Monday, November 24, 2014

Blind Spot: Uncle Boonmee Who Can Recall His Past Lives (2010)

Wonderfully obtuse.

Directed by Apichatpong Weerasethakful
Produced by Simon Field, Hans W. Geissendörfer, Keith Griffiths, Luis Miñarro, Michael Weber and Apichatpong Weerasethakful
Written by Apichatpong Weerasethakful (based on a book)
Starring Thanapat Saisaymar, Jenjira Pongpas and Sakda Kaewbuadee

Plot Summary: The title says it all: Uncle Boonmee (Saisaymar), who is dying, recalls his past lives.

Significance: One of the most critically-acclaimed films in recent years, it was featured in the latest Sight and Sound Poll (#132 in the directors poll and #202 in the critics one). It also won the Palme d'Or at the Cannes Film Festival, among other awards.

Thoughts: Weerasethakful's confounding drama is a dreamlike fantasy that can be as confusing as it is awe-inspiring. The film is very loose with its story, and some scenes, such as the moment between the woman and the fish, are more beautiful, compelling and bizarre than others. Though I can't praise it as much as others have, the film is an interesting cinematic experience, if not an exercise in fully comprehensible storytelling. No doubt, the film requires additional viewings, but it does have its memorable moments - especially the ending - on a first watch. If you're interested in a challenging viewing experience, this would be a good choice.

Rating: ***1/2

This is the eleventh film in my 2014 Blind Spot Series, as first started by Ryan McNeil.


  1. I saw this last year and... man, it blew me away as I hope to check out more of his work.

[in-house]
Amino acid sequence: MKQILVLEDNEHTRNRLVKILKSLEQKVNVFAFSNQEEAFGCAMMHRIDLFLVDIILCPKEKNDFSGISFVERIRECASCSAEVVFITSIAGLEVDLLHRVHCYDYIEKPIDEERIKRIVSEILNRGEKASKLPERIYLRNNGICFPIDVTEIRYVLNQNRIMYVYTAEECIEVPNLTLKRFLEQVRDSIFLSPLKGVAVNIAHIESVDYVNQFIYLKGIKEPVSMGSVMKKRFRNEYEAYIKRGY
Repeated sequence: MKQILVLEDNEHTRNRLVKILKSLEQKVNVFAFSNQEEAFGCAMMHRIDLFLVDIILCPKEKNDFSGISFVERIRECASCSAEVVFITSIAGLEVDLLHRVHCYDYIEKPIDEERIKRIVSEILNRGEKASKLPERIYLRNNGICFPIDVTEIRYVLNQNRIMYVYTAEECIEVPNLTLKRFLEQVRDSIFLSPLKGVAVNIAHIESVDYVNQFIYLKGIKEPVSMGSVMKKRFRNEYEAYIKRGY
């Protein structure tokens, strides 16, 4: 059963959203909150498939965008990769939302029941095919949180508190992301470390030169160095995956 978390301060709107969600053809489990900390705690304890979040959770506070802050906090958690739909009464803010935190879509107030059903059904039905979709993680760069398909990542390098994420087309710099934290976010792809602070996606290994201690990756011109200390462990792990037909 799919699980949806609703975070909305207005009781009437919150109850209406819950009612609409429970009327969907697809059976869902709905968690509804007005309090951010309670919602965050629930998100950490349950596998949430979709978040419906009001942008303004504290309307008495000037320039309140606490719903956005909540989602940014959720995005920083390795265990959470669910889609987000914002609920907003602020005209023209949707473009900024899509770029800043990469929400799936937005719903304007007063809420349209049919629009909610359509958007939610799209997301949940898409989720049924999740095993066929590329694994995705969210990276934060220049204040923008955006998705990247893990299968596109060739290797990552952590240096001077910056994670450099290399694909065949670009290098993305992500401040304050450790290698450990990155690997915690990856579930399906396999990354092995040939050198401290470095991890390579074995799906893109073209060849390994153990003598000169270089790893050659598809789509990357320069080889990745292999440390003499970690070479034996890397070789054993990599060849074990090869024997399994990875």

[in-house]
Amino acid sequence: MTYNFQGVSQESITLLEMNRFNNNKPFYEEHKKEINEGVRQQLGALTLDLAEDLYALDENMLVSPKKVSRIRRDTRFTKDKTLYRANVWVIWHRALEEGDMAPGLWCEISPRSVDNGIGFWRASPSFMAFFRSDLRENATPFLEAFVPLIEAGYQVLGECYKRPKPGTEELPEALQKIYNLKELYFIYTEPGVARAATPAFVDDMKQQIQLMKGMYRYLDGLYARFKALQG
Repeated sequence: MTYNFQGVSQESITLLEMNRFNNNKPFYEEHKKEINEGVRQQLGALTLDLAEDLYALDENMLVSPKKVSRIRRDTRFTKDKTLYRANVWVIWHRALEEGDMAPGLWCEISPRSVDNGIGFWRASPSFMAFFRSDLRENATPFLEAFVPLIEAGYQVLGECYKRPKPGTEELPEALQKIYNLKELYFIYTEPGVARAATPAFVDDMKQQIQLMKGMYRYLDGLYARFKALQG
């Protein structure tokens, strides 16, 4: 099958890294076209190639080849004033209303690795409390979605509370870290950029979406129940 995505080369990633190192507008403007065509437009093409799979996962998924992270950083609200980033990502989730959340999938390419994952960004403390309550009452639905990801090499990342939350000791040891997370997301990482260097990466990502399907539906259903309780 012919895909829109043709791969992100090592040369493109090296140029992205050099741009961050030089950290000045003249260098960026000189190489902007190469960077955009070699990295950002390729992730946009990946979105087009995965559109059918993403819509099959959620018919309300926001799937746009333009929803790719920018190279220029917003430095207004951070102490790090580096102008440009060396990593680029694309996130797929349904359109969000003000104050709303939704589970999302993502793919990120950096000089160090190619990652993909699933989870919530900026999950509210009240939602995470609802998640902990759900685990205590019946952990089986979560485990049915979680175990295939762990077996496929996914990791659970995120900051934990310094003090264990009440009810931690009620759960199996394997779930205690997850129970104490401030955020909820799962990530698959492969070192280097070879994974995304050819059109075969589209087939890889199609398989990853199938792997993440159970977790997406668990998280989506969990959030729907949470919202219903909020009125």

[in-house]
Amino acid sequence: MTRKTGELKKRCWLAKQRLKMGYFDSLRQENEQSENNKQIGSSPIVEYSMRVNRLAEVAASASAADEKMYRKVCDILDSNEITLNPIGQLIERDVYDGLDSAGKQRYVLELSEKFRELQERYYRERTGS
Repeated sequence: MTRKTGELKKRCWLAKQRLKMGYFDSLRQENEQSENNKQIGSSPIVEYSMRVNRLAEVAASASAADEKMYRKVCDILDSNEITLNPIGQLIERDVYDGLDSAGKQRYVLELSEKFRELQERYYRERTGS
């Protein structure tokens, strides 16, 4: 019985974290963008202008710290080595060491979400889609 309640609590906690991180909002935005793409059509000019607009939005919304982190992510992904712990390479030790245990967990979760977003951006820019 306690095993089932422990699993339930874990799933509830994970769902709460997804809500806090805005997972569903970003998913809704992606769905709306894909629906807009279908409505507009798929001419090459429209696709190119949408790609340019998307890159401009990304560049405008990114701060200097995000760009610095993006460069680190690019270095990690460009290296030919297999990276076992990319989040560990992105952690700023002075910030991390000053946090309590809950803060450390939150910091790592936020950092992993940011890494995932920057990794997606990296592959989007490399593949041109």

1. While I don't LOVE it, I really admire the film, and I want to give it another look eventually.

  2. I think I remember seeing a trailer for this one pop up on the front page of IMDB once. It certainly seemed like a very spiritual film though I don't remember much of what the trailer had to offer.

    I guess that just leaves you with Birth of a Nation, then. I understand that's a difficult one to handle due to its subject matter but at the same time a crucial one to study because of how much it influenced modern filmmaking. I've only seen it in bits and pieces myself, never gone through the whole thing but as film student I'll probably have to sooner or later.

    Right now I just have White Hunter, Black Heart to watch in December and then I'll have finished my 2014 list. Then I can get started on my 2015 list that has a bit more variety now with movies going back as far as 1925:

    1. Great stuff, John. I meant to watch Birth of a Nation earlier, but it's come down to my last one. I still need to finalize my 2015 list, which will probably include at least one film from the 1910's to the 2010's again.

  3. Wow, that's one hell of a title. I've never even heard of this film, but it sounds interesting. Great write up!

    1. Thanks! Haha, I love the title. The film definitely has its memorable moments, and I want to revisit it at some point.